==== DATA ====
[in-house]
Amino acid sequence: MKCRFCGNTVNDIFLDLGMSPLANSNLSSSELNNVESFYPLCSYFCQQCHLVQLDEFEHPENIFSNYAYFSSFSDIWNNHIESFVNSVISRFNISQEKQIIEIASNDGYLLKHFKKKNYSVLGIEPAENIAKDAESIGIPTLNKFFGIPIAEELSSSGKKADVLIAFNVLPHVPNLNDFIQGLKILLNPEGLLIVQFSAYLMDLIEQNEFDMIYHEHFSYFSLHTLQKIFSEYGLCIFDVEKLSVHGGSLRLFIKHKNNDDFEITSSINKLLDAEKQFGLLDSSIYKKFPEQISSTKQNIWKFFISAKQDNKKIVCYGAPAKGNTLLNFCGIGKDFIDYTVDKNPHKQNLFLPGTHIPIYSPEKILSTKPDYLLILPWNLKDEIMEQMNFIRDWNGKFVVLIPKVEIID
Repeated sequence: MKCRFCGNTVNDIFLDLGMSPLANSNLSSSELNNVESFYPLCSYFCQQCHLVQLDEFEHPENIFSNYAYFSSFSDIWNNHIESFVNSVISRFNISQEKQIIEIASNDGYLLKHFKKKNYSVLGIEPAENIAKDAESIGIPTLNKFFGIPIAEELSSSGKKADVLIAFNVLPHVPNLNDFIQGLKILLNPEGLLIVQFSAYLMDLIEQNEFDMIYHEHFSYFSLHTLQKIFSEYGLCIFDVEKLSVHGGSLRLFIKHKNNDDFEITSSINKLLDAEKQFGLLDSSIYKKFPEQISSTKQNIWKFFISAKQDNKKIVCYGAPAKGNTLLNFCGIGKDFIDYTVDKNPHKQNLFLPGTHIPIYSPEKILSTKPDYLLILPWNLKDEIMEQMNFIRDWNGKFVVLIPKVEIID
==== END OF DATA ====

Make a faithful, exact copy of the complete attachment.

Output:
[in-house]
Amino acid sequence: MKCRFCGNTVNDIFLDLGMSPLANSNLSSSELNNVESFYPLCSYFCQQCHLVQLDEFEHPENIFSNYAYFSSFSDIWNNHIESFVNSVISRFNISQEKQIIEIASNDGYLLKHFKKKNYSVLGIEPAENIAKDAESIGIPTLNKFFGIPIAEELSSSGKKADVLIAFNVLPHVPNLNDFIQGLKILLNPEGLLIVQFSAYLMDLIEQNEFDMIYHEHFSYFSLHTLQKIFSEYGLCIFDVEKLSVHGGSLRLFIKHKNNDDFEITSSINKLLDAEKQFGLLDSSIYKKFPEQISSTKQNIWKFFISAKQDNKKIVCYGAPAKGNTLLNFCGIGKDFIDYTVDKNPHKQNLFLPGTHIPIYSPEKILSTKPDYLLILPWNLKDEIMEQMNFIRDWNGKFVVLIPKVEIID
Repeated sequence: MKCRFCGNTVNDIFLDLGMSPLANSNLSSSELNNVESFYPLCSYFCQQCHLVQLDEFEHPENIFSNYAYFSSFSDIWNNHIESFVNSVISRFNISQEKQIIEIASNDGYLLKHFKKKNYSVLGIEPAENIAKDAESIGIPTLNKFFGIPIAEELSSSGKKADVLIAFNVLPHVPNLNDFIQGLKILLNPEGLLIVQFSAYLMDLIEQNEFDMIYHEHFSYFSLHTLQKIFSEYGLCIFDVEKLSVHGGSLRLFIKHKNNDDFEITSSINKLLDAEKQFGLLDSSIYKKFPEQISSTKQNIWKFFISAKQDNKKIVCYGAPAKGNTLLNFCGIGKDFIDYTVDKNPHKQNLFLPGTHIPIYSPEKILSTKPDYLLILPWNLKDEIMEQMNFIRDWNGKFVVLIPKVEIID